Recent data from the Centers of Disease Control and Prevention showed that 15 percent of school-aged children had been diagnosed with attention deficit hyperactivity disorder and 3.5 million were on medication, an immense jump from just 600,000 in 1990. Psychologist Keith Conners called the rising diagnosis rates a "national disaster of dangerous proportions" and a concoction to justify handing out medication. Following asthma, the disorder is now the second most frequent long-term diagnoses made in children. Additionally, pharmaceutical companies are now marketing towards an adult ADHD.

Source: New York Times

An English liver specialist and his colleagues at Nottingham University Hospital spent a year reading Ian Fleming's novels and counting up 007's alcohol intake. They concluded that not only was Bond an alcoholic, but he would be a likely candidate for liver cirrhosis, cognitive defects, depression, and even sexual dysfunction. Bond drank about 45 beverages a week, roughly seven per day, specifically the Vesper Martini (three measures of Gordon's gin, one of vodka, and half a measure of Kina Lillet). The study showed that even handling his Walther PPK firearm would have been difficult, let alone washing down 20 drinks before a high-speed chase.

Source: NPR

The chief executive of British drug maker GlaxoSmithKline said the company will stop paying doctors to promote its products as well as tying sales representative's compensations to the number of prescriptions written, which ends two industry practices critics have called troublesome conflicts of interest. Glaxo is currently the subject of a bribery investigation in China, where the company allegedly funneled illegal payments to government officials and doctors to increase drug sales. Pharmaceutical companies have been paying doctors for decades to speak on their product's behalf and Glaxo is the first to initiate such a drastic change. Come 2016, Glaxo will no longer pay health care professionals to speak about their products.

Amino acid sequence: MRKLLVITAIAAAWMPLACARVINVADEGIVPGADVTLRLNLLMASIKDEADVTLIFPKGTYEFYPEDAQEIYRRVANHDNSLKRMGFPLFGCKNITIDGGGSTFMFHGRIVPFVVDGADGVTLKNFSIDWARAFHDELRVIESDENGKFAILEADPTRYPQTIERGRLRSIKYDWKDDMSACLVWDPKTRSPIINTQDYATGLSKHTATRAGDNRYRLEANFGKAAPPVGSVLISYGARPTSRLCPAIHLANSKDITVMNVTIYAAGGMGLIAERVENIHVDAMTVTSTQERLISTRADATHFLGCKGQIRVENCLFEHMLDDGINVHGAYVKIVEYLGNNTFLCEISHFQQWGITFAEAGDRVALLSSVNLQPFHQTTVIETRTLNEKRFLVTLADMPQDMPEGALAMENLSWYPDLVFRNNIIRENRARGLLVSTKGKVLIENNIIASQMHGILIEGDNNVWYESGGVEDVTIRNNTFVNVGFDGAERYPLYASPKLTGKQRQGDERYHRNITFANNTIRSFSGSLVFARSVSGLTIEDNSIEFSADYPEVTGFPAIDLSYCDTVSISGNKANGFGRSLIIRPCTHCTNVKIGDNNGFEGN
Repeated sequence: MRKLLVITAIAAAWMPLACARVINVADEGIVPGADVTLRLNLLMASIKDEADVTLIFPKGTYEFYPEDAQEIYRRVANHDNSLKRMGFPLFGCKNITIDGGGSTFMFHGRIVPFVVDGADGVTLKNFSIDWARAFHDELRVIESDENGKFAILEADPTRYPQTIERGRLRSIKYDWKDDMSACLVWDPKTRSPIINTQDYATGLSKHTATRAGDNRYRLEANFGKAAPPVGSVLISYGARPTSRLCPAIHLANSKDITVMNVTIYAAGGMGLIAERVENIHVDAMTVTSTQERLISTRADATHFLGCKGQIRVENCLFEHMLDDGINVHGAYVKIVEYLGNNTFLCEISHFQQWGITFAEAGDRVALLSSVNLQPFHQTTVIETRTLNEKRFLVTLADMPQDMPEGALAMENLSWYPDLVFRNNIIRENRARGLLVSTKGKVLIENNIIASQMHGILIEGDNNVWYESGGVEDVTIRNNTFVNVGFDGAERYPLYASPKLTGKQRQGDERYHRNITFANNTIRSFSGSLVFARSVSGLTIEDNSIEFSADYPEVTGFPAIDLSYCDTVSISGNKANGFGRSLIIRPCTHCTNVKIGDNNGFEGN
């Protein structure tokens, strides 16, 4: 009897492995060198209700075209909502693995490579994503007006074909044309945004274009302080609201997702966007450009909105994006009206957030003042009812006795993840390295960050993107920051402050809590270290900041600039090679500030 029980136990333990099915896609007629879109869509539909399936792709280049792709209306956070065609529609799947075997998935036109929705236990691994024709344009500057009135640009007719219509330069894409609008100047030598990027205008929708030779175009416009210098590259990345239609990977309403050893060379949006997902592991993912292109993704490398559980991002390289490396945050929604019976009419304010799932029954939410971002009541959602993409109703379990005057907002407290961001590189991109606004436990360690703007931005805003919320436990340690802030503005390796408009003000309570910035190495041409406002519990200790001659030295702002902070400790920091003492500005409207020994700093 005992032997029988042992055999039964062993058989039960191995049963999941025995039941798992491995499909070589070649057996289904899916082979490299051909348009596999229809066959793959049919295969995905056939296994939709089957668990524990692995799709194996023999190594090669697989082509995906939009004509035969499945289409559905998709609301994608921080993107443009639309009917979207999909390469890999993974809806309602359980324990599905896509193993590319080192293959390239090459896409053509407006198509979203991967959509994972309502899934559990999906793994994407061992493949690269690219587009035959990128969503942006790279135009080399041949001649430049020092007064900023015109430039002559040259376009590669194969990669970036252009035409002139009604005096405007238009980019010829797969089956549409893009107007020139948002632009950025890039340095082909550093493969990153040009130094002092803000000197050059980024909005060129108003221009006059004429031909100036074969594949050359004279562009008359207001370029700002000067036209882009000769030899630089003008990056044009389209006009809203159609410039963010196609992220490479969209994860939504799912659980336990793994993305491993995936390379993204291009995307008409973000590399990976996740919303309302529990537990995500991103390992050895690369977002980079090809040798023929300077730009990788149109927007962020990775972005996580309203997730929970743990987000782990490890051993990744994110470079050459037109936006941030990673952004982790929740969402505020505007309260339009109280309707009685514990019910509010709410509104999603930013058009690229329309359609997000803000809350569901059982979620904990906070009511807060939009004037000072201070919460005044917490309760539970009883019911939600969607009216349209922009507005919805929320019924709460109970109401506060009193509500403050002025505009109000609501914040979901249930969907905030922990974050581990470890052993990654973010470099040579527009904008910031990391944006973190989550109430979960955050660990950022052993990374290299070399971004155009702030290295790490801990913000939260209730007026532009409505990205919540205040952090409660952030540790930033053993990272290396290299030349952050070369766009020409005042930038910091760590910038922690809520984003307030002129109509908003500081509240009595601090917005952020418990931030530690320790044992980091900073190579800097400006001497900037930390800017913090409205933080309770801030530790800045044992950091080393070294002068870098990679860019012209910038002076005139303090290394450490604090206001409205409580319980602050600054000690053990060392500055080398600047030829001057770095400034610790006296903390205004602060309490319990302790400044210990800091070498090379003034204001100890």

Source: New York Times

Canada's government-owned postal agency announced it will be eliminating home mail delivery over the next five years and cutting 8,000 positions to help reverse annual losses that may hit $1 billion dollars (Canadian) by the end of the decade. Don Soifer, executive director of the Washington-based Consumer Postal Council, says he's not aware of any other developed country that has eliminated door-to-door delivery. With the upcoming changes, Canada Post Corp. plans to convert Canadian households to a community mailbox system over a five-year period.

Source: Wall Street Journal

Multivitamins have no benefit in preventing chronic disease and should be avoided, says a recent editorial in the medical-journal Annals of Internal Medicine. The study showed that multivitamins don't effect cognitive function or cardiovascular health. The editorial added that vitamin E, A, and beta-carotene increased the risk of death in some trials. Last year, the global vitamin industry had $23.4 billion in sales and about 40 percent of Americans reported taking multivitamins between 2003 and 2006.

Source: Wall Street Journal